This is a sensitive topic. But we have to talk about it, anyway, especially because I bring good news. This is about the northern region of Malawi.
I have many friends from the North: Muhlabase Mughogho, James and Ephraim Nyondo, Matthews Mtumbuka, Mthusani Zungu, Albert Harawa, Khumbo and Ellen Banda, Wanangwa and Wezi Kumwenda, Rabecca Kaonga, Chikumbusyo Kaonga, Dr Gift Banda, Dr Sam Kondwani, Dr Lughano Kalongolera, Dr Wanangwa Mkandawire, Willings Botha, Ucizi Mughogho, Emmanuel Ngwira, Damazio Mfune, Chomora Mikeka Mkandawire. It is a long list.
They are aged between 25 and 35. One thing we share in common is that we belong to a generation that is insensitive to regions, districts and tribes. It is a generation that looks at merit, not place which is tribal and religious. This is a real example of great news.
I come with good news from bad news. The Livingstonia Synod of the CCAP attacked President Bingu wa Mutharika for picking Joyce Banda of Zomba as running mate. The Synod wanted a running mate from the North, meaning the Synod values place more than merit.
I have been in touch with my generation on Joyce Banda and they have not grumbled. My generation does not care that Mutharika and Banda are from the South just as we don’t mind that Sports Minister Symon Vuwa Kaunda, Fam president Walter Nyamirandu, Fam CEO Charles Nyirenda, Fam administrative officer Sugzo Nyirenda and Flames coach Kinnah Phiri are from the North.
Whether they hold their meetings in Tumbuka or Tonga, my generation does not care. All we care is that they have delivered and continue to do so. They have turned the Flames from perpetual losers to winners. They are in their positions on merit, not based on place.
The leaders of the Livingstonia Synod belong to a generation that minds tribal boundaries. We need to understand this historically. Theirs is a generation that employs people on tribal and regional lines, not merit.
Now young CEOs are employing people from any region so long they are qualified. There is a positive trend going on and this is good news for Malawi. The best news is that there are people above 40 who are part of my generation in terms of ideas. So my generation is not defined by age, but ideas.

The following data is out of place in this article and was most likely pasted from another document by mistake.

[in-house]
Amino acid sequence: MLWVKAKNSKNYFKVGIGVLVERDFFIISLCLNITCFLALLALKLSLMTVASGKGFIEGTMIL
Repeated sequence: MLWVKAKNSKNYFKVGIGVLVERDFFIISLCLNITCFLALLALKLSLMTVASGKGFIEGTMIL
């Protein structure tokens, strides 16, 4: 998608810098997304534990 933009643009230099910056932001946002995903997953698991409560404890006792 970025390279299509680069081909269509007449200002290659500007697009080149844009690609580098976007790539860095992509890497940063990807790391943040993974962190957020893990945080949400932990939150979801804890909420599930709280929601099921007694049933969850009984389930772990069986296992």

We are moving to a tribeless state, a country in which Malawi will be first. It takes time, of course, but we are going there and it is not a smooth journey, but still we are moving.
History offers hope. In the 1960s, people were arguing over whether black and white children should be going to the same schools in the US, whether African Americans and White Americans could jump into one bus or live in one area.
What was unthought-of 60 years ago, is reality today. The world can change. Things can change. It will not take us long before this country forgets regions and tribes. It is happening. The more our children go to school, the more they look at merit than regions.
In less that 20 years Malawi will host one of two great events. There is now a high likelihood that a woman may become President of Malawi. There is also a great likelihood that a person from the North will rule this country.
A star shall rise from the North and this and the coming generation—the generation of Livingstonia Synod leaders will be gone in terms of power and influence but will witness such changes—will agree that the best candidate is the one from the North.
We shall not ask where he or she comes from. We shall ask what he or she can do for Malawi. It is a change no one can think of now. But remember that not long ago, it was impossible for an African American to contest in the US, even just to think about this happening.
My plain view is that I don’t know who this President will be. May be Matthews Mtumbuka, perhaps Muhlabase Mughogho, or could be Debora Chipofya, James Nyondo. Or someone I don’t know. What I do know is that we are moving to social prosperity.